Julia Gordon, the incumbent Federal Housing Administration (FHA) Commissioner, recently discussed with RMD the merits of the Home Equity Conversion Mortgage (HECM) program, what she sees as its ability to fulfill a portion of FHA and the U.S. Department of Housing and Urban Development (HUD)’s overarching mission and offered hints about the performance of the HECM book of business in 2022.
She also discussed the ongoing work of the agency in meeting the needs of both reverse mortgage-eligible senior borrowers and the industry itself in terms of the administration of the HECM program, FHA’s collaborations with members of the reverse mortgage industry and the progress that can come with filling the commissioner position after over a year of its vacancy. In this final part of our exclusive interview with Commissioner Gordon, she offers some thoughts directly to the reverse mortgage industry.
The commissioner’s message, FHA’s reverse perspective
When asked if there was anything she wanted to say directly to the reverse mortgage industry, Commissioner Gordon just wanted to express her thanks to industry professionals and representatives.
“The first thing I would like to say to everyone working in the reverse space is thank you for your work,” she said. “Thank you for your service to borrowers, thank you for being a partner to FHA, and we look forward to continuing to work together to continue to make this a stronger program, and a program with good recognition, and a program that borrowers are able to access at such a time in their life when it becomes useful for them.”
The thanks that the commissioner expressed also align with previous comments that senior HUD officials had previously made to RMD when they were asked about the role of the reverse mortgage program. A key reason that the HECM program remains important in the eyes of HUD is due to its uniquely focused mission in serving seniors who are seeking financial options, according to senior HUD officials who commented to RMD in July.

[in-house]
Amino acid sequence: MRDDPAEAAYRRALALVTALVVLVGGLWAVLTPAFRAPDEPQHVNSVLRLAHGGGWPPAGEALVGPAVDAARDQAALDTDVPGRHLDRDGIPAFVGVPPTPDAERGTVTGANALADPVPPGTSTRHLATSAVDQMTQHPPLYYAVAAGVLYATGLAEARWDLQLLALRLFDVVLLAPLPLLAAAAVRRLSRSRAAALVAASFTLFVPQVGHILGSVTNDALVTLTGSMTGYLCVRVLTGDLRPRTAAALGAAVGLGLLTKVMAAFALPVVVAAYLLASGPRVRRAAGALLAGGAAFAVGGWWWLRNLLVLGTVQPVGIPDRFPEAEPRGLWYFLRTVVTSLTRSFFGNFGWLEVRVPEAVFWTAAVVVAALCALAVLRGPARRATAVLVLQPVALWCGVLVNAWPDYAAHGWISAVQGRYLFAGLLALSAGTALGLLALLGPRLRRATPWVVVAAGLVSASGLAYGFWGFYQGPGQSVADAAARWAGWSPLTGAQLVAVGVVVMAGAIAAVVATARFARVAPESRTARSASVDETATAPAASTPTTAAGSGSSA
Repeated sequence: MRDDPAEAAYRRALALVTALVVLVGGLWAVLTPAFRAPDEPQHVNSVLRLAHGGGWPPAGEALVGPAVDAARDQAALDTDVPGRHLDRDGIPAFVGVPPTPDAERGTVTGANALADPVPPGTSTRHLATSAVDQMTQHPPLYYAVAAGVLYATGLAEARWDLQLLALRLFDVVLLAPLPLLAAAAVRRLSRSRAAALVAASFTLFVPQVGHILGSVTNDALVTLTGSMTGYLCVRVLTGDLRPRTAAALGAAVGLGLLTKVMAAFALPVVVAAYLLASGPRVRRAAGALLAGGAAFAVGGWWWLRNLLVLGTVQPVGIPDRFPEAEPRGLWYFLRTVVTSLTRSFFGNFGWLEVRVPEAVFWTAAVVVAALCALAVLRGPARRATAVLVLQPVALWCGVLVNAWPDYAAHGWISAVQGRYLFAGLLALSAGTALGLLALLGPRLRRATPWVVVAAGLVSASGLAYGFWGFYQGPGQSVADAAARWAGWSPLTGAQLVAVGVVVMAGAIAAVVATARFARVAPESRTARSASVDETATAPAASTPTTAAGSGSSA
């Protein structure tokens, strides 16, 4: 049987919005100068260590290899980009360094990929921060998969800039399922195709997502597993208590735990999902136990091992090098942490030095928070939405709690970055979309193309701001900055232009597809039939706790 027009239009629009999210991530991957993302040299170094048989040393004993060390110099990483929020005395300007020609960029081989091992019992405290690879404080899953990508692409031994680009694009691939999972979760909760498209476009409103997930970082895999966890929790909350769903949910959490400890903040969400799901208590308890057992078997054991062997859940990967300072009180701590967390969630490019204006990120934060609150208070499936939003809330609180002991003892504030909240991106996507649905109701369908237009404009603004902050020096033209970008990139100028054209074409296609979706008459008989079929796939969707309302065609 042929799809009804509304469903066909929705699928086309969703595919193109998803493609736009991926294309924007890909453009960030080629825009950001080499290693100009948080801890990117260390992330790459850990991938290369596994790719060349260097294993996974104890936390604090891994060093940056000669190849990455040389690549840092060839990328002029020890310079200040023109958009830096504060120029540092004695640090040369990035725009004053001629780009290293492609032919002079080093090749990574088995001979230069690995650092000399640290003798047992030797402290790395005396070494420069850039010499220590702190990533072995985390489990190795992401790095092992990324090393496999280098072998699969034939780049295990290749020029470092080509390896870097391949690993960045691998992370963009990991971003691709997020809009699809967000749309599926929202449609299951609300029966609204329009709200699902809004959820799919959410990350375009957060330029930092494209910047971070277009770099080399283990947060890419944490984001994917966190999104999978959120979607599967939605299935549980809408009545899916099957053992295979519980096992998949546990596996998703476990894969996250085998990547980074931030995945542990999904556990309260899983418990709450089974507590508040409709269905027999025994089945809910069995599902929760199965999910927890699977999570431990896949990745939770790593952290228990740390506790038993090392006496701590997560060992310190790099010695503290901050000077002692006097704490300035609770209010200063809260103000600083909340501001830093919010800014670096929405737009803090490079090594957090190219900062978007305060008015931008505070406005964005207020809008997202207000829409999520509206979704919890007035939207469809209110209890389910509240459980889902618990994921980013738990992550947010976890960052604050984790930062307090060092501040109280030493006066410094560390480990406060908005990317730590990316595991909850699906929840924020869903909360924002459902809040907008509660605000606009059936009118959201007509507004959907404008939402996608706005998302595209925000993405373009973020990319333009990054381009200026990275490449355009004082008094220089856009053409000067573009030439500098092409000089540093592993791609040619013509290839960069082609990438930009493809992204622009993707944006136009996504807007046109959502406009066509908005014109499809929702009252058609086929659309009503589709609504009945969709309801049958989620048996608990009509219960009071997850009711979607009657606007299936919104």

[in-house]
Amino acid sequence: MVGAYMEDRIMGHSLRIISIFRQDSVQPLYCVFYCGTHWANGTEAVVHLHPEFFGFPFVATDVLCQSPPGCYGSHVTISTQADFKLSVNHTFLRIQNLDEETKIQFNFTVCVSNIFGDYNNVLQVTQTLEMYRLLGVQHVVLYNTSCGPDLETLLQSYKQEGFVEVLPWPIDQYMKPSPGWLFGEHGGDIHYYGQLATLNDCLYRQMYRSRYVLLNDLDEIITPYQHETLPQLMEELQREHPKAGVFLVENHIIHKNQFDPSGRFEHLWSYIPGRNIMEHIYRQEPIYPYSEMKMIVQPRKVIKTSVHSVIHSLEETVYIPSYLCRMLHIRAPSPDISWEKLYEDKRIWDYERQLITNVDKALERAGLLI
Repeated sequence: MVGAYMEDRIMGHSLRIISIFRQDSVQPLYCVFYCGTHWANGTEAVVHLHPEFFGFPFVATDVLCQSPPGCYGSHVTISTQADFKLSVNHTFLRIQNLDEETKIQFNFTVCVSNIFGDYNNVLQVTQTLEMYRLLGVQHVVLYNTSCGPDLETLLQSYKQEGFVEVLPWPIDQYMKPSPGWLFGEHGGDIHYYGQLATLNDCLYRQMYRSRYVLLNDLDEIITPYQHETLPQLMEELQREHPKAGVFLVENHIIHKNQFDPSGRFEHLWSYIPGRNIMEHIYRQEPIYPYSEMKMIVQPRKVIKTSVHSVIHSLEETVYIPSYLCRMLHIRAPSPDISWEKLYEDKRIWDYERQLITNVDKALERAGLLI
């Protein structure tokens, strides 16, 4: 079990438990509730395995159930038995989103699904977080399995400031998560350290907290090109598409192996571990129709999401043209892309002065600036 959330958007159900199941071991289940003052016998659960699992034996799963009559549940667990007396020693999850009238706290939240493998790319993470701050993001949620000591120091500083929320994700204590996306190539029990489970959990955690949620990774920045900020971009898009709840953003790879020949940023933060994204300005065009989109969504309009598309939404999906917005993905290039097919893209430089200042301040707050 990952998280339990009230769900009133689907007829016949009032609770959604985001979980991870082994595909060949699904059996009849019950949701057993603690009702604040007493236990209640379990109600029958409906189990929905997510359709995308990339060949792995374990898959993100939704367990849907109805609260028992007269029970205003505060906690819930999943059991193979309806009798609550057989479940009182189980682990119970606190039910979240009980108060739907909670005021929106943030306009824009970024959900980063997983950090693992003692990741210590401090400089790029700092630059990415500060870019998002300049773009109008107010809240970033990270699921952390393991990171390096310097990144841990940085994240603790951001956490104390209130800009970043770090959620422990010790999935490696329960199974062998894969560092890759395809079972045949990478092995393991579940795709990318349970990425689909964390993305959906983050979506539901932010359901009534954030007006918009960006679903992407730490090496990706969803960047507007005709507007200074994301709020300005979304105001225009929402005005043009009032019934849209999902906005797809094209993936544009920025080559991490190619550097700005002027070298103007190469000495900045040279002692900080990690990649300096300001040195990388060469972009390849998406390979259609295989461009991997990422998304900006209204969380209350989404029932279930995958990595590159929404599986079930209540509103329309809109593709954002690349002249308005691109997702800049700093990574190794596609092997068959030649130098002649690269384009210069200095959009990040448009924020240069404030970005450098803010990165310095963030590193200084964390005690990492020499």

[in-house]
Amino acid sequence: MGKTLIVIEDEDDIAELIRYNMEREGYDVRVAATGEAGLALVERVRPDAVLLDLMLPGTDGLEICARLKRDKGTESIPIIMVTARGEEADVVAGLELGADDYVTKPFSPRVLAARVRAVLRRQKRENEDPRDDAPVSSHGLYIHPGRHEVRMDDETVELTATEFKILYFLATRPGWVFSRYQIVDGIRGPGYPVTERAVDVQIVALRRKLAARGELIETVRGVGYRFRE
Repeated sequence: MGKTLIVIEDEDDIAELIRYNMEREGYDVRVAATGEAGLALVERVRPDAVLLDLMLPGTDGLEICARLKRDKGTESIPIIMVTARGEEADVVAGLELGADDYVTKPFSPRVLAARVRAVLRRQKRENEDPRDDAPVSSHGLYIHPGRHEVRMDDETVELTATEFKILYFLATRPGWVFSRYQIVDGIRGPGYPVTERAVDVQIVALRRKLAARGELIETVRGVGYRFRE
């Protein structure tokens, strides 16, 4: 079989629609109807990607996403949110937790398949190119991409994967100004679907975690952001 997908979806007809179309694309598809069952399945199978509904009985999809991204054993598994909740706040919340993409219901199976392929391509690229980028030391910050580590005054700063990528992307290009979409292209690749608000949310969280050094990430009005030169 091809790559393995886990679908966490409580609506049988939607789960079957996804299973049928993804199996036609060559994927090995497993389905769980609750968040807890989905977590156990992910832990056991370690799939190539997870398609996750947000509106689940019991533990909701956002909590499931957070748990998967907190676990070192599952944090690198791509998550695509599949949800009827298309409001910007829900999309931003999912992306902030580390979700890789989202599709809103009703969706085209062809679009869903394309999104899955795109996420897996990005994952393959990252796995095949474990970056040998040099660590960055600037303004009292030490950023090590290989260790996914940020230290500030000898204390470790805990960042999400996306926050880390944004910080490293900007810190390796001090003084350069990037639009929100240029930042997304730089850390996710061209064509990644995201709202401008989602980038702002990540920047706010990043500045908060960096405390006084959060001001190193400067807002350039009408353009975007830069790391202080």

“The HECM program is a very important program, particularly at a time where many seniors who are on a fixed income and who maybe don’t have enough income for a refinance are sitting on a lot of home equity,” a senior official said in July. “The reverse mortgage product does enable them to access that equity, which is its great strength.”
A senior official also described in that discussion the ways that a reverse mortgage property can serve the broader homeownership goals HUD maintains when that property is assigned to HUD during servicing.
“It’s not really a supply-oriented program, in that people who get a HECM mortgage, by definition, are already [residing] in their property,” an official explained. “It is important that if there are situations where a HECM property ultimately goes to claim — whether it’s because the borrower is deceased, or something else happens — it is very important for us to provide that first look on those properties, so that those properties can remain in homeownership with a new owner.”
The role of the housing market, work since confirmation
Commissioner Gordon also explained that one of the broader dynamics that she and FHA aim to monitor in its administration of the HECM program is the performance of the broader housing market, which could provide indications regarding the HECM program’s performance.
“I want everyone to know that here at FHA, we pay very close attention to the trajectory of the housing market,” she said. “And that we will continue to try to be strategic and prudent in the decisions that we make.”
This is an area where collaboration with relevant industries, including those active in the reverse mortgage space, becomes critical as HUD and FHA develop policy that is designed to sustain the reverse mortgage program on an ongoing basis.
“We are always open to suggestions,” she said. “And we’re also always open to criticism. We just want to be here to provide the expertise and the policies that can enable HECM and our forward work, as well as every other program that we run to serve the public as best as they possibly can.”
After she was confirmed by the Senate for her role as FHA Commissioner in mid-May, work in several different areas of the HECM program has demonstrably progressed. The HUD Office of the Inspector General (OIG) released a report aiming to take stock of current and lingering HECM program issues including residency requirements, reverse mortgage flood insurance and the need to update the HECM provisions of the Single Family 4000.1 Handbook.
In June, HUD refreshed a series of temporary partial waivers which apply to the HECM program allowing for partial repayment plans and assignment to HUD after property charges. The following month, HUD announced an increase in the appraisal validity period for all Single Family Title II forward and HECM transactions, increasing the period specifically for the HECM reverse mortgage program from 120 days to 180 days.
Late last month, a package of six appropriations bills that passed the House of Representatives included language that allows the FHA to continue insuring HECM loans.